While applications designed to test your web pages under different viewing conditions and devices are growing in popularity, there are times that you simply want to test how your existing site looks at different sizes without firing up some software or fiddling with the lower right-hand corner of the browser window. In that case, the following responsive design testing suites – all free – can be very useful.
responsive.is by Typecast and Chris Armstrong’s RZG have essentially the same idea: enter any site URL and choose from a set of typical device orientations and sizes to see how the sites responds. Both have a neat "cut off" feature to show you where content will stop appearing on the chosen display.
Matt Kersley’s RWD testing tool – also featured at the site of StudioPress – takes a different approach: given a URL, take the page and show it in various states and sizes side-by-side. The Responsinator, shown to the left, has the same idea, but displays the site within the screen display of several popular devices.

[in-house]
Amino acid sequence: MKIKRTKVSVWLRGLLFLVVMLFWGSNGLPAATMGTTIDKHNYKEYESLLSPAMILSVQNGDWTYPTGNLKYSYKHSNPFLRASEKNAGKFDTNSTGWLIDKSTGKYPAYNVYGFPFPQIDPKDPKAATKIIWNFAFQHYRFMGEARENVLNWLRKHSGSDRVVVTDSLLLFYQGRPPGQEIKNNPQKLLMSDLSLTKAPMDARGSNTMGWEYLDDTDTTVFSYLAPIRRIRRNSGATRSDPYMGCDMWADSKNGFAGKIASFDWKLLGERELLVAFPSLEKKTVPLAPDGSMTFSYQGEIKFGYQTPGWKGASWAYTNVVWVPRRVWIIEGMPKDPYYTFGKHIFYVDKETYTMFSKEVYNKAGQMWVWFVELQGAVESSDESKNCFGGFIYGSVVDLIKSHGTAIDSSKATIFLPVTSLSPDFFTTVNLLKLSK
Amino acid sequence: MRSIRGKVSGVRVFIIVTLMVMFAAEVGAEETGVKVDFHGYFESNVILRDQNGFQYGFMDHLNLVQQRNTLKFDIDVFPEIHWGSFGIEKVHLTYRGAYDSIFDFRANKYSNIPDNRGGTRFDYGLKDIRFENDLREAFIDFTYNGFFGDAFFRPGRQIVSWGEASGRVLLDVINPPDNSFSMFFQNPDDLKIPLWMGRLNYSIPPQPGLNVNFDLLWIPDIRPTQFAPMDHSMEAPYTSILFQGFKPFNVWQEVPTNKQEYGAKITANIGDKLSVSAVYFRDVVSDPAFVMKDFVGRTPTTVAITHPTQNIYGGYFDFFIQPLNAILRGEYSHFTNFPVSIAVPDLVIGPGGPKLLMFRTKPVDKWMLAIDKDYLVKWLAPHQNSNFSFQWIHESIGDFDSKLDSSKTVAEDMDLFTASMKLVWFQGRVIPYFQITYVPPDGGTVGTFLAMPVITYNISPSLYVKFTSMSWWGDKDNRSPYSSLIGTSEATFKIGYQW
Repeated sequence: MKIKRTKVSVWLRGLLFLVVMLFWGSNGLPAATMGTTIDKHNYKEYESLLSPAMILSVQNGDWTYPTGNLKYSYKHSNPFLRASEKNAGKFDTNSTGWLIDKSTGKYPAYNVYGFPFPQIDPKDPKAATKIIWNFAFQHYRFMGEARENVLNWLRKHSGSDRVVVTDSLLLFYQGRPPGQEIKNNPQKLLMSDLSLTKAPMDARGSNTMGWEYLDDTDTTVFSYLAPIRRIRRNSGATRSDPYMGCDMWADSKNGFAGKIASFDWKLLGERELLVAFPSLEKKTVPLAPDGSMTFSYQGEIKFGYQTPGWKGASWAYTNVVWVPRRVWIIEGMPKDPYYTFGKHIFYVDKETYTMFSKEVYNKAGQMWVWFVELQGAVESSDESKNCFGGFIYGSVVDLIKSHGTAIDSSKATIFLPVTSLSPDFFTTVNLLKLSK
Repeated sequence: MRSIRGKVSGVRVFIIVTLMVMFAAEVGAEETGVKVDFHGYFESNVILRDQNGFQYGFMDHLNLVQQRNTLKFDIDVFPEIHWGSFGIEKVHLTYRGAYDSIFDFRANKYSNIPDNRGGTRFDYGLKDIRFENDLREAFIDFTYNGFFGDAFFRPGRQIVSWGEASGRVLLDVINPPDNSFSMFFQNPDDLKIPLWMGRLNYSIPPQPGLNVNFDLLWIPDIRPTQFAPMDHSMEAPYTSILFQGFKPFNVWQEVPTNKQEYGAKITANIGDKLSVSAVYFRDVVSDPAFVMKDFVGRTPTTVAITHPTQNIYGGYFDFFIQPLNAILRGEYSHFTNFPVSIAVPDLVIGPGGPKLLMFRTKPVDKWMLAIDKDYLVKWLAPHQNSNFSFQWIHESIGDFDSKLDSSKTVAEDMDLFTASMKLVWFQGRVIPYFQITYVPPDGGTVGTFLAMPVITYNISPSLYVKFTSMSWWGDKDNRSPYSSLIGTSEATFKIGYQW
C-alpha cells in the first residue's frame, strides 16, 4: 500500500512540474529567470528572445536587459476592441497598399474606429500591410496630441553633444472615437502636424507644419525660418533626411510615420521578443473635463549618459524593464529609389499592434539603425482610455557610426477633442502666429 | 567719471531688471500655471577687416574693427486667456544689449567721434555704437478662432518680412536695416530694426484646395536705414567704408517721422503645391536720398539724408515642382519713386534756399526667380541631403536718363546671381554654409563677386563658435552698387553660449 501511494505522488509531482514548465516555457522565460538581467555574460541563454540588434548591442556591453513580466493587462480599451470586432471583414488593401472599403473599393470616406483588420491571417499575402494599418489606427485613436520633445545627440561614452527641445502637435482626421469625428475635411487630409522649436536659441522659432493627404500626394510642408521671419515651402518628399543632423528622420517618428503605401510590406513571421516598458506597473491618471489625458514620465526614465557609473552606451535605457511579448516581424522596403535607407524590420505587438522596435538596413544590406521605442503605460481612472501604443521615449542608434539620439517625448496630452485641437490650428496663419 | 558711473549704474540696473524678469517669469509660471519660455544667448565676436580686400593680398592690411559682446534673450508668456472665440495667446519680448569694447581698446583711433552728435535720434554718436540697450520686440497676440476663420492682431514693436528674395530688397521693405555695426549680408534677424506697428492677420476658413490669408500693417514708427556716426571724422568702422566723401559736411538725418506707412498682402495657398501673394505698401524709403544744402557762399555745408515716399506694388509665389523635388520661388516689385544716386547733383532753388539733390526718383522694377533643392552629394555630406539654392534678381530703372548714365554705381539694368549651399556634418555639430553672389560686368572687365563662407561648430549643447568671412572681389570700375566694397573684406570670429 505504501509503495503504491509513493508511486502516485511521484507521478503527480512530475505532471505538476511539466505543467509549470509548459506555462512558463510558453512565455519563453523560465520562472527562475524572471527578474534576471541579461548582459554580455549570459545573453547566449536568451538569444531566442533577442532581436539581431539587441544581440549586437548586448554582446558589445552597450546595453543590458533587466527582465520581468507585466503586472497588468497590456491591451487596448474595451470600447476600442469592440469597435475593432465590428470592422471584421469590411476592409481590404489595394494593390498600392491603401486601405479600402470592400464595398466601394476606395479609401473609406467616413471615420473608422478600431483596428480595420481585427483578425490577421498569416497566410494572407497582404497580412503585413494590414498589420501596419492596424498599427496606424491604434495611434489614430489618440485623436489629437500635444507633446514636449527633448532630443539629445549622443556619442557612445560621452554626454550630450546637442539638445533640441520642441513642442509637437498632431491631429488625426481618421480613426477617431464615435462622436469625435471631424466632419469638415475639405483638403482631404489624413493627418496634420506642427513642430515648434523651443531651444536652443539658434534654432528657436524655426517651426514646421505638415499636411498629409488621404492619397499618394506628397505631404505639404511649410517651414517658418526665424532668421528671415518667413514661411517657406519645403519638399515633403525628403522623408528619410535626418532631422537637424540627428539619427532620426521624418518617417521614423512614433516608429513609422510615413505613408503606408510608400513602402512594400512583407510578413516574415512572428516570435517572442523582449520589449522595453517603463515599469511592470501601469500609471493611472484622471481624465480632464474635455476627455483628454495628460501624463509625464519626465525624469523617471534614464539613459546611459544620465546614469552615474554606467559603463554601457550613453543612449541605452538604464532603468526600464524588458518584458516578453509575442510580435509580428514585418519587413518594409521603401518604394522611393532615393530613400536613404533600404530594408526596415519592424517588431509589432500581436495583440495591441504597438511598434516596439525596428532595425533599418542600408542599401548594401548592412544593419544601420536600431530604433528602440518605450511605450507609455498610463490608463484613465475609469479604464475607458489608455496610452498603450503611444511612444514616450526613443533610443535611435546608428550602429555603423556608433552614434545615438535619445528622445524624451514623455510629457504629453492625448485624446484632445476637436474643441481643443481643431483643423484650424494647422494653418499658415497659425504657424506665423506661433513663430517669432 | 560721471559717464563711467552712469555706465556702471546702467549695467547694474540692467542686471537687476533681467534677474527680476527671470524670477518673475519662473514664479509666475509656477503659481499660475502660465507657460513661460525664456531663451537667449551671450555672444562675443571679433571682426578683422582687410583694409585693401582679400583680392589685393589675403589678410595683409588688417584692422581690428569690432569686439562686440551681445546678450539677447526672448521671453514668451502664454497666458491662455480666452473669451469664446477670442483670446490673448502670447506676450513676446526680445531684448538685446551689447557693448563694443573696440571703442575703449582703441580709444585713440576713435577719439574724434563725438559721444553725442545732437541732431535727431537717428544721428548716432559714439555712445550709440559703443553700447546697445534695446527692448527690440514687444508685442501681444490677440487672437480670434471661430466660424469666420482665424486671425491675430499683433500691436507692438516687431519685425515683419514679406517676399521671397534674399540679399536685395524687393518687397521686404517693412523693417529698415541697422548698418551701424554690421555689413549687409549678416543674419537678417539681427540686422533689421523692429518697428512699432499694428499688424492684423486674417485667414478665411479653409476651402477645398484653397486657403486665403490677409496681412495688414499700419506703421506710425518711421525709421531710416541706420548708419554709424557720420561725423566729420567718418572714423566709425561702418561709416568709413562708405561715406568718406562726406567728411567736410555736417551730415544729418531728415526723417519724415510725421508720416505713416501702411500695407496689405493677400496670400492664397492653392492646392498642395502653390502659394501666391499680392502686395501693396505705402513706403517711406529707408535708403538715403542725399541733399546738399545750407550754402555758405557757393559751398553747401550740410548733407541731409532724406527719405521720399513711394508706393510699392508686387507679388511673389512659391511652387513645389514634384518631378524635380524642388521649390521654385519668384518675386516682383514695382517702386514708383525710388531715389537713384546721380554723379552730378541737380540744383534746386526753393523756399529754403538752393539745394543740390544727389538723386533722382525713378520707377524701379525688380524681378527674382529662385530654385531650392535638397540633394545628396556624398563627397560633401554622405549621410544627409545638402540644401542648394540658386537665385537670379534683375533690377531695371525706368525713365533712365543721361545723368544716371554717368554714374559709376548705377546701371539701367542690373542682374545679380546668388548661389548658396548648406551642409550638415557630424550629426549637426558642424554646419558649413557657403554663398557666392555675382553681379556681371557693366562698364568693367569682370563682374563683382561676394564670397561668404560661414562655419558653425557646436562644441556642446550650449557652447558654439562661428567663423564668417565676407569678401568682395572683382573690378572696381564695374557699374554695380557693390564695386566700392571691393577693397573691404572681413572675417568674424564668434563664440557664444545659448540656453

Responsivepx takes a local or remote web site and play with the visible size of an iframe pixel by pixel, which can be useful in determining exact breakpoints for a site.
Screenqueries is the best hybrid approach I’m aware of: not only does it have an array of device profiles, but it uses an editable ruler system familiar to anyone who has used an Adobe product to gauge and limit screen sizes.
There are also simpler and less graphical options, often available as bookmarklets: resizemybrowser.com, Responsive by Victor Coulon, Resizer by William Golden and an editable RWD bookmarklet by Benjamin Keen.
Finally, Chris Pederick is also working responsive layout presets into the next version of the Web Developer toolbar, currently in beta for Firefox.
Thanks to Snook and the many @ replies to his RWD tool question on Twitter for inspiring this article
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